Background and Significance:
Breastfeeding problems are common; however, health care providers vary widely in their ability to address them effectively.
The purpose of this study was to identify the relative frequencies of common breastfeeding challenges and their associations with maternal well-being.
Study Design and Methods:
Women completed an online survey in which they described breastfeeding problems. Factor analysis was used to identify problems that co-occurred frequently, as well as the problems most strongly associated with maternal distress, maternal perceptions of greater severity, and postpartum depression or postpartum anxiety.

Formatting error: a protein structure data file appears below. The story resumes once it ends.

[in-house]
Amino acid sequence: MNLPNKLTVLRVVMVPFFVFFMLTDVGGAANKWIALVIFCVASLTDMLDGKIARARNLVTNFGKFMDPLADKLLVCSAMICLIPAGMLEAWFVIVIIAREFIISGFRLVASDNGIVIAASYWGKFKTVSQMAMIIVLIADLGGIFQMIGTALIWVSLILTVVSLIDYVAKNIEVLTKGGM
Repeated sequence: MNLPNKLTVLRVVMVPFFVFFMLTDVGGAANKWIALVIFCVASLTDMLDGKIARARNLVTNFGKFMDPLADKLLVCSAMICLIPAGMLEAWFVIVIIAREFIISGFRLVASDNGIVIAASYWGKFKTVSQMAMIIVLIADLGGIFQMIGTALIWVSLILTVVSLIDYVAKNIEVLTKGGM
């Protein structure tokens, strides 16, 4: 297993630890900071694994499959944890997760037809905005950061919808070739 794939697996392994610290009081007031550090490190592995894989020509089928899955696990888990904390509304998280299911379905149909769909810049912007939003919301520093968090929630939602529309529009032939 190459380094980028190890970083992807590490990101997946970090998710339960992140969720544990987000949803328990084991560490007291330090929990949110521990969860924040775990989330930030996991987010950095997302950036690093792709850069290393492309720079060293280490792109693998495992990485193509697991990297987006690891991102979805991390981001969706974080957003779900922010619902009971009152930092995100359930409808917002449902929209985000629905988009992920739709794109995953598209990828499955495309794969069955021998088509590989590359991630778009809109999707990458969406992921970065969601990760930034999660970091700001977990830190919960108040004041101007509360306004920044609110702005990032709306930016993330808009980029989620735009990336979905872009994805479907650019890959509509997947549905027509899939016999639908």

There were 535 responses to the online survey; of these, 457 answered the question about the nature of their breastfeeding difficulties. Pain with breastfeeding was the most common breastfeeding problem. Difficulties with milk supply and milk intake were most strongly associated with heightened maternal distress and perceptions of severity.
Coordinated care for breastfeeding dyads, in which providers acknowledge the complex and reciprocal nature of many breastfeeding problems, has the potential to improve maternal satisfaction with breastfeeding as well as breastfeeding metrics.